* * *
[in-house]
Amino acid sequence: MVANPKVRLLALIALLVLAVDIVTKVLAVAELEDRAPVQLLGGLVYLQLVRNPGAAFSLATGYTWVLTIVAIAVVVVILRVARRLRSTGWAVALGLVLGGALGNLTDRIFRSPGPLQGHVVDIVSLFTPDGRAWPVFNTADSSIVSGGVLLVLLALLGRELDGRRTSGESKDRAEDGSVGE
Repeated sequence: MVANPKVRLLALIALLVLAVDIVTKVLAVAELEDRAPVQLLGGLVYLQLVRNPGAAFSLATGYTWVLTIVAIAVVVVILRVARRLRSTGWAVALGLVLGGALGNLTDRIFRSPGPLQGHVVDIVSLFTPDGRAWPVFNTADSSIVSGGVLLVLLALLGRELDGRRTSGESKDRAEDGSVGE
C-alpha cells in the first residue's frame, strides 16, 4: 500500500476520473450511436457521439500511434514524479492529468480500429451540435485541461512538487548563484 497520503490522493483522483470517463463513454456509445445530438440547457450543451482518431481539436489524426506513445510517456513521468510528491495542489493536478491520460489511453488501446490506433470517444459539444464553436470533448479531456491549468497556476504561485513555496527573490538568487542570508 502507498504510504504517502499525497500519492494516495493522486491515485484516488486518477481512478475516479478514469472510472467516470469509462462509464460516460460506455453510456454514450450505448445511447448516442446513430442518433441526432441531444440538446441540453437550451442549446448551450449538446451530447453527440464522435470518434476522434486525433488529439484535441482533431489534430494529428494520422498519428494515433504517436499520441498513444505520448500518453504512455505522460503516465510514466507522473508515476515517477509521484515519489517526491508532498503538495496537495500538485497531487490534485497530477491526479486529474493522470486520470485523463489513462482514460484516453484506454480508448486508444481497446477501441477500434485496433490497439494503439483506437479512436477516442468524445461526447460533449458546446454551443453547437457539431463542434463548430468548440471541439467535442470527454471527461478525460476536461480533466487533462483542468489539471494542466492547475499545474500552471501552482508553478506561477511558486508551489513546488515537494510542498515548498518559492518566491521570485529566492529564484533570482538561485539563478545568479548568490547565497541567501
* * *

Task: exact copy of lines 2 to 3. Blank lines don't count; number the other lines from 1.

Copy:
Amino acid sequence: MVANPKVRLLALIALLVLAVDIVTKVLAVAELEDRAPVQLLGGLVYLQLVRNPGAAFSLATGYTWVLTIVAIAVVVVILRVARRLRSTGWAVALGLVLGGALGNLTDRIFRSPGPLQGHVVDIVSLFTPDGRAWPVFNTADSSIVSGGVLLVLLALLGRELDGRRTSGESKDRAEDGSVGE
Repeated sequence: MVANPKVRLLALIALLVLAVDIVTKVLAVAELEDRAPVQLLGGLVYLQLVRNPGAAFSLATGYTWVLTIVAIAVVVVILRVARRLRSTGWAVALGLVLGGALGNLTDRIFRSPGPLQGHVVDIVSLFTPDGRAWPVFNTADSSIVSGGVLLVLLALLGRELDGRRTSGESKDRAEDGSVGE